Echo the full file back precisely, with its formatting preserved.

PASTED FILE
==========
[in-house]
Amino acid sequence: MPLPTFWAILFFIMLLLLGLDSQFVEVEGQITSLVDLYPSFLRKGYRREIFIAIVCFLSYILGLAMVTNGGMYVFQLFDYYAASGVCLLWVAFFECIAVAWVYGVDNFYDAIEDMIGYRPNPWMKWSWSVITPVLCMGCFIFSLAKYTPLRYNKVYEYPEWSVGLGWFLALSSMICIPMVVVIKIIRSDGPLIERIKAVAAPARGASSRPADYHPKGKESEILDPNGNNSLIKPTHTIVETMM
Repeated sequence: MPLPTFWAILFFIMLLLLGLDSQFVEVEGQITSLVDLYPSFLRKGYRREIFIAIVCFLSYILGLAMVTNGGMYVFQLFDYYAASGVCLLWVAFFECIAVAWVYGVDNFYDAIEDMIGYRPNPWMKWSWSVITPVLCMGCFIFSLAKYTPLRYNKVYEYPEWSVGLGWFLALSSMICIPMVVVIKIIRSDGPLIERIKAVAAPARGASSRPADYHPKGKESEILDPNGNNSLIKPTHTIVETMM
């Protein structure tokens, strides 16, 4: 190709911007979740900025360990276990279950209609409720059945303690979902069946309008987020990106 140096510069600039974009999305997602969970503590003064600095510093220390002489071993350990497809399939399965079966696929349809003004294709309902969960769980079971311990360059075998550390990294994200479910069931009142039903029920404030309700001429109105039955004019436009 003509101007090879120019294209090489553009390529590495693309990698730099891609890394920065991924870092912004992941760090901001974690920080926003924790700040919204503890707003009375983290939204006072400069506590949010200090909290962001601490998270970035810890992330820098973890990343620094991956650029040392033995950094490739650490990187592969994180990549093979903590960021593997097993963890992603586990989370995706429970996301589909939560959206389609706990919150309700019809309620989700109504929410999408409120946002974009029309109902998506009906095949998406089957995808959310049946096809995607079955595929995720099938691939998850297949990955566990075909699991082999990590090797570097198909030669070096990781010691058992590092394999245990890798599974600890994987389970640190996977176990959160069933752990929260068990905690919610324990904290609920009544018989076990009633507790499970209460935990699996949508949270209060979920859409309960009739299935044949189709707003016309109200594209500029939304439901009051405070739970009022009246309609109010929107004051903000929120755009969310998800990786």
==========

[in-house]
Amino acid sequence: MPLPTFWAILFFIMLLLLGLDSQFVEVEGQITSLVDLYPSFLRKGYRREIFIAIVCFLSYILGLAMVTNGGMYVFQLFDYYAASGVCLLWVAFFECIAVAWVYGVDNFYDAIEDMIGYRPNPWMKWSWSVITPVLCMGCFIFSLAKYTPLRYNKVYEYPEWSVGLGWFLALSSMICIPMVVVIKIIRSDGPLIERIKAVAAPARGASSRPADYHPKGKESEILDPNGNNSLIKPTHTIVETMM
Repeated sequence: MPLPTFWAILFFIMLLLLGLDSQFVEVEGQITSLVDLYPSFLRKGYRREIFIAIVCFLSYILGLAMVTNGGMYVFQLFDYYAASGVCLLWVAFFECIAVAWVYGVDNFYDAIEDMIGYRPNPWMKWSWSVITPVLCMGCFIFSLAKYTPLRYNKVYEYPEWSVGLGWFLALSSMICIPMVVVIKIIRSDGPLIERIKAVAAPARGASSRPADYHPKGKESEILDPNGNNSLIKPTHTIVETMM
């Protein structure tokens, strides 16, 4: 190709911007979740900025360990276990279950209609409720059945303690979902069946309008987020990106 140096510069600039974009999305997602969970503590003064600095510093220390002489071993350990497809399939399965079966696929349809003004294709309902969960769980079971311990360059075998550390990294994200479910069931009142039903029920404030309700001429109105039955004019436009 003509101007090879120019294209090489553009390529590495693309990698730099891609890394920065991924870092912004992941760090901001974690920080926003924790700040919204503890707003009375983290939204006072400069506590949010200090909290962001601490998270970035810890992330820098973890990343620094991956650029040392033995950094490739650490990187592969994180990549093979903590960021593997097993963890992603586990989370995706429970996301589909939560959206389609706990919150309700019809309620989700109504929410999408409120946002974009029309109902998506009906095949998406089957995808959310049946096809995607079955595929995720099938691939998850297949990955566990075909699991082999990590090797570097198909030669070096990781010691058992590092394999245990890798599974600890994987389970640190996977176990959160069933752990929260068990905690919610324990904290609920009544018989076990009633507790499970209460935990699996949508949270209060979920859409309960009739299935044949189709707003016309109200594209500029939304439901009051405070739970009022009246309609109010929107004051903000929120755009969310998800990786």